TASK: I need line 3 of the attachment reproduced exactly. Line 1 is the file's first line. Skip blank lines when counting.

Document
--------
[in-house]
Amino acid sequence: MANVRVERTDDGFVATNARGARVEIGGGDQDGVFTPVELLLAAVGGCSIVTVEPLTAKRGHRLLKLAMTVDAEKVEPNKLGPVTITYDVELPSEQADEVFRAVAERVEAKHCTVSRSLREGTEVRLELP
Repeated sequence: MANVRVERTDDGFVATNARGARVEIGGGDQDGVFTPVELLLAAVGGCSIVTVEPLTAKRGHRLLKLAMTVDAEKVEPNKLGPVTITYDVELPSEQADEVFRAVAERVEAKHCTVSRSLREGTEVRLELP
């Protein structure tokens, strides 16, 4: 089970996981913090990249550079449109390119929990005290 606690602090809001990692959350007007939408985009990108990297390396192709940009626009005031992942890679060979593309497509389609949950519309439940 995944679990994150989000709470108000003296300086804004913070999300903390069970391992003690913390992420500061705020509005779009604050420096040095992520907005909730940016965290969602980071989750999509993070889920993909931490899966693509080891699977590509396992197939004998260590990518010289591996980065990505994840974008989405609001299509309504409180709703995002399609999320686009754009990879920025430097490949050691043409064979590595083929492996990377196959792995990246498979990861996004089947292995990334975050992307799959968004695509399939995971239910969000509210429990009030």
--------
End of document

Repeated sequence: MANVRVERTDDGFVATNARGARVEIGGGDQDGVFTPVELLLAAVGGCSIVTVEPLTAKRGHRLLKLAMTVDAEKVEPNKLGPVTITYDVELPSEQADEVFRAVAERVEAKHCTVSRSLREGTEVRLELP